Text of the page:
There’s a certain cycle that (I’m guessing) most people have with friendships when they live abroad. I’ve already written about how one can make friends when living in a different country, but actually once you’ve made those friends it’s still pretty tricky and probably not like making friends back home. (But I wouldn’t know…I’ve not been back home making friends since the start of uni…)
I’ve been fairly lucky here in Germany because my office has many strong social groups. It’s often a bubble that’s hard to break out of, but at the same time I feel I’m closest to my colleagues; both the ones from the UK team and ones from other language teams. We may be a little weird and geeky, but we’re good deep down
So, here are the stages of expat friendship.
Stage 1 – BON VOYAGE!!!
The night before you leave for your foreign country, you gather up all your home friends and say goodbye to them. They know you inside out and backwards. But you’re so excited for your new adventure.
Stage 2 – OMG are you new here too?!
You get to your new home, and find other people in the same situation as you. For no other reason than you being in the same situation, you become friends – joined at the hip. You do everything together, and experience all the new things together.
Stage 3 – OMG why am I friends with you?!
Stage 2 lasts for a few weeks, then you look at your new friends and realise you have nothing at all in common. Why can’t they just be like your home friends?! Your home friends wouldn’t be idiots like them. They’d be so witty and clever and know exactly what to say. You Skype your home friends every day for a week.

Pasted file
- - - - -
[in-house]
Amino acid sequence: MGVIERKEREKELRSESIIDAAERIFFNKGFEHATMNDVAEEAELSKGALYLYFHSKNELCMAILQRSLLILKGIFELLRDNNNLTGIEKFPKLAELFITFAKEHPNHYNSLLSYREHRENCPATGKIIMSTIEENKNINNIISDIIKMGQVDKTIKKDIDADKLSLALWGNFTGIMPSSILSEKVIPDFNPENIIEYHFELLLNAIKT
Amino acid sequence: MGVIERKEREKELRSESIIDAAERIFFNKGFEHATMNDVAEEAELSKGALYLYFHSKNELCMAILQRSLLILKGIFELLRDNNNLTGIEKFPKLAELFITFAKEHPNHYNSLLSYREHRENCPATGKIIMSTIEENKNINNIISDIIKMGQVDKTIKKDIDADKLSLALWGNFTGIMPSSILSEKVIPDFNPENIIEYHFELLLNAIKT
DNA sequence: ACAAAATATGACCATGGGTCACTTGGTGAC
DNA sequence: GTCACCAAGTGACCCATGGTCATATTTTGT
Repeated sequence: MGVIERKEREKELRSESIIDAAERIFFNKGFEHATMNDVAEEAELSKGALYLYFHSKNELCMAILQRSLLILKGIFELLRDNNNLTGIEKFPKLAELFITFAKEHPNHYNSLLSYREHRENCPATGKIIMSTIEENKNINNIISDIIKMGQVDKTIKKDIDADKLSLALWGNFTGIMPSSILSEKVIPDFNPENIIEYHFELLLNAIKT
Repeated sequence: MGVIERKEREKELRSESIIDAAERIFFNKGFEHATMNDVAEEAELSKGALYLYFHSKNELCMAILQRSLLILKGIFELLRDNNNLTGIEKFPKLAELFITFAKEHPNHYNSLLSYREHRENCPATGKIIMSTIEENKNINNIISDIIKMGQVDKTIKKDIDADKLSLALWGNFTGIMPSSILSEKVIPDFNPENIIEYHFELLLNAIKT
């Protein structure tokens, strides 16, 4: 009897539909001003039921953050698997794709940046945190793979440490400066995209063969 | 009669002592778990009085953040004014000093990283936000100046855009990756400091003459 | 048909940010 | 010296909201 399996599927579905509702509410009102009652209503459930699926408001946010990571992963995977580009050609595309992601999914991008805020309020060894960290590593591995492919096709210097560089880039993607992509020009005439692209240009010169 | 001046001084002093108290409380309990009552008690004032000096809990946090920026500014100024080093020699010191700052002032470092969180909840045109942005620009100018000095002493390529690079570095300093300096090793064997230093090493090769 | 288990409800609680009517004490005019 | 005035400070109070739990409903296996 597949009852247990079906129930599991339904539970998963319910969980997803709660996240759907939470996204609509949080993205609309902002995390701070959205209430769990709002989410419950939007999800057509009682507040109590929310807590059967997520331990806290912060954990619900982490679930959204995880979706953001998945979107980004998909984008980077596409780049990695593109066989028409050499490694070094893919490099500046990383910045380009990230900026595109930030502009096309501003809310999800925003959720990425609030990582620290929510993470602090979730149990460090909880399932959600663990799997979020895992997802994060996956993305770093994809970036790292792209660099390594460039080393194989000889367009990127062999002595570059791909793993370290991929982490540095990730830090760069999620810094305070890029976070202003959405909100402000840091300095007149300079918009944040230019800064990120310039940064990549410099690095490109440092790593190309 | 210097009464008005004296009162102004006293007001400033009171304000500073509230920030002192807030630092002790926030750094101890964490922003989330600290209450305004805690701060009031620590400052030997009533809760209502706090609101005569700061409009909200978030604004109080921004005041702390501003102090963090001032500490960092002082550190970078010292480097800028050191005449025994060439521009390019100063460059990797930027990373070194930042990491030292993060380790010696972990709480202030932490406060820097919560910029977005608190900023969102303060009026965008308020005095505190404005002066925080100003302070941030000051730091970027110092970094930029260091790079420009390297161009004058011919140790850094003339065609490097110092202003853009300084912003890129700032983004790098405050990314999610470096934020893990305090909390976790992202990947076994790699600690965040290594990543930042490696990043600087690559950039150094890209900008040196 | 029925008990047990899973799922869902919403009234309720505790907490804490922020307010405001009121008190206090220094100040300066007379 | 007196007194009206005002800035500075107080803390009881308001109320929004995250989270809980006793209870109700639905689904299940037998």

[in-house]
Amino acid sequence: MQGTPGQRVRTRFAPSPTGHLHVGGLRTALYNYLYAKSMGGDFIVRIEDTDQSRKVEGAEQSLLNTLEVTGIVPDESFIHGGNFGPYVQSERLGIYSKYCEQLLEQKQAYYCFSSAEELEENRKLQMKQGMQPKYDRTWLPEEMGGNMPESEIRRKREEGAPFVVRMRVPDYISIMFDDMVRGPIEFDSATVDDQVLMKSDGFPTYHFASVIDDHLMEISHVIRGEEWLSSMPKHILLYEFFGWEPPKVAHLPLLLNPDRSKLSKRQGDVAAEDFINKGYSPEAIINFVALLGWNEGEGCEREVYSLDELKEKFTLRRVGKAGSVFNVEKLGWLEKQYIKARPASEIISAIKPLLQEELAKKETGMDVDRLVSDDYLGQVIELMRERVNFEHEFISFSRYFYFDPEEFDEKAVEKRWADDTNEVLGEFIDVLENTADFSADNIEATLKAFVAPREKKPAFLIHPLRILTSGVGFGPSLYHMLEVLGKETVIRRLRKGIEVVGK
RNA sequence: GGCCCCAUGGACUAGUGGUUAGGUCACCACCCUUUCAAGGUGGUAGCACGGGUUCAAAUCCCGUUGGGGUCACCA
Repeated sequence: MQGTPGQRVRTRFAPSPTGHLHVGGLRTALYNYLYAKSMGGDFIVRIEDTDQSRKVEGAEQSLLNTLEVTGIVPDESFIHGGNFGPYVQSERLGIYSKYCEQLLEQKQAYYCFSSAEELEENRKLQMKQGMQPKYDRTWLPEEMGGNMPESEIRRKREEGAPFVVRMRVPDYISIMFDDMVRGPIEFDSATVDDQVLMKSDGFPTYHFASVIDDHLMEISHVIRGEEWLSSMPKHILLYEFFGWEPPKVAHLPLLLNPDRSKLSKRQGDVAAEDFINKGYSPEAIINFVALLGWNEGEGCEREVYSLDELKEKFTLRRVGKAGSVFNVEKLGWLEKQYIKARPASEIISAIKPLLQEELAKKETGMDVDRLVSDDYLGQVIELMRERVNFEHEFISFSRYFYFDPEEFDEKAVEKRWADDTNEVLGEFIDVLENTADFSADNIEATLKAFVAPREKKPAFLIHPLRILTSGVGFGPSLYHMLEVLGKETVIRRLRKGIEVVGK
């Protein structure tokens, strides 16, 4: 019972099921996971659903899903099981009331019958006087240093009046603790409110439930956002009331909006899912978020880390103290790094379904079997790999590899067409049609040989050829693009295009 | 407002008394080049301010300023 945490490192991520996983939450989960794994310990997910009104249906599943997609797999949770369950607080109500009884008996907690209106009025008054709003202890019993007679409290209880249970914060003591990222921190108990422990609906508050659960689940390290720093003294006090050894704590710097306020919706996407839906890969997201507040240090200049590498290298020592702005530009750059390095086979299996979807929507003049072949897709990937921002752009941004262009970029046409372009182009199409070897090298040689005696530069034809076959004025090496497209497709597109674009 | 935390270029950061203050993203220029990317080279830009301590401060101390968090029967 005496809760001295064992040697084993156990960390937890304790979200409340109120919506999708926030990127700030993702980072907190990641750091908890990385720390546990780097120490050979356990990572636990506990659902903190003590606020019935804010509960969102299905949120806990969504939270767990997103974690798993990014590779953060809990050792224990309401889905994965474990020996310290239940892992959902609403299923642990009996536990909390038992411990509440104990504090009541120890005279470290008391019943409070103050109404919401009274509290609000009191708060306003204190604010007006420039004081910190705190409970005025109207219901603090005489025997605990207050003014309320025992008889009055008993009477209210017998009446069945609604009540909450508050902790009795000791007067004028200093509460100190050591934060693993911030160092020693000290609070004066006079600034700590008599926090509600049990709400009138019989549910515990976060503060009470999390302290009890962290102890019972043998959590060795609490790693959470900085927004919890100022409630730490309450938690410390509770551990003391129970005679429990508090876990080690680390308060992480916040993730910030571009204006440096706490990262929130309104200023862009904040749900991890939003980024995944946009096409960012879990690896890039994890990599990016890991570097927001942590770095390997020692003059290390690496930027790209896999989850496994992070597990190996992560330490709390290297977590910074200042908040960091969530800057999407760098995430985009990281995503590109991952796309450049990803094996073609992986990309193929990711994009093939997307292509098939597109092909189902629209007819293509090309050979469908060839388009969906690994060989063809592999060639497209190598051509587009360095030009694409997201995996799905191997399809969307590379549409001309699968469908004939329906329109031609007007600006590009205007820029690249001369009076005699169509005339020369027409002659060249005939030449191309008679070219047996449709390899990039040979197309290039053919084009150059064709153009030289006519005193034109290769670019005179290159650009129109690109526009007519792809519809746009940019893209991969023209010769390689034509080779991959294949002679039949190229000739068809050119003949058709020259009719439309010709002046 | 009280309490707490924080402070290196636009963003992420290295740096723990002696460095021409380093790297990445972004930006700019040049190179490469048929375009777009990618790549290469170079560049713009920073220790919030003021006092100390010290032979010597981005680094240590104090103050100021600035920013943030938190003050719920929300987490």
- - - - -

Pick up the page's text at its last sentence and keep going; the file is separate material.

Stage 4 – Where can I get more friends?
You start to venture out of the small comfort zone you’ve created. Perhaps you seek out new hobbies, go to meetups, take a language class. You dedicate a lot of time and effort into looking for new people to hang out with.
Stage 5 – This stage may be a repeat of the 2nd stage, where you find people who are equally bemused with their initial friends, but then after a while you realise that the only thing you had in common was your common bemusement. Either that, or friends you made that you were pretty fond of have finished their internship/course/marriage and have moved away.
Stage 6 – You spend months carefully pruning your garden of friends, weeding out ones you wonder what you ever saw in, saying sayonaya to ones leaving the country, and picking up lots of new ones on the way. Then, and only then, you may have a good, artificially made group of friends.
The above list may not be true for most expats. It’s been my experience here in Germany, and it’s similar to my experience in Japan (it’s just that in Japan I was a lot more limited to who I could make friends with). I’d say the hardest part is the end of stage 5, where you find someone you like but their timeline in that place differs from yours.
I found myself being really cynical and, when I met someone new, I assessed the amount of time and effort I would “invest” in that person. It’s a horrible way to think, I know. It’s just really hard when you meet someone and you really hit it off and you want to be BFFS with them, but they are at the end of the time they’d like to spend in the place because maybe they just can’t get over culture shock, or maybe they just don’t like their job. But at the same time, you love the country and love your job and don’t plan on leaving for a long time. It’s hard.
At the beginning of my time in Frankfurt I kept on getting attached to interns from the banking world. They are a really cool bunch, but they’d be gone in a few months.
There’s also something else you may want to take into account – why is this new friend an expat? You’d be really surprised to find how many people are apparently escaping from something back home. It’s not a bad thing. But it often means that the amount of crazies in the expat world is very, very high. Sometimes the crazy doesn’t show itself for weeks or months. But it’s often there. One day you look at your friend and think “my God, were you this crazy all along? We do I hang out with you?!” We need to find likeminded people so we can match our crazy and become good friends.
As always, I’ve love input from you all! Have any of you created strategies for making friends abroad?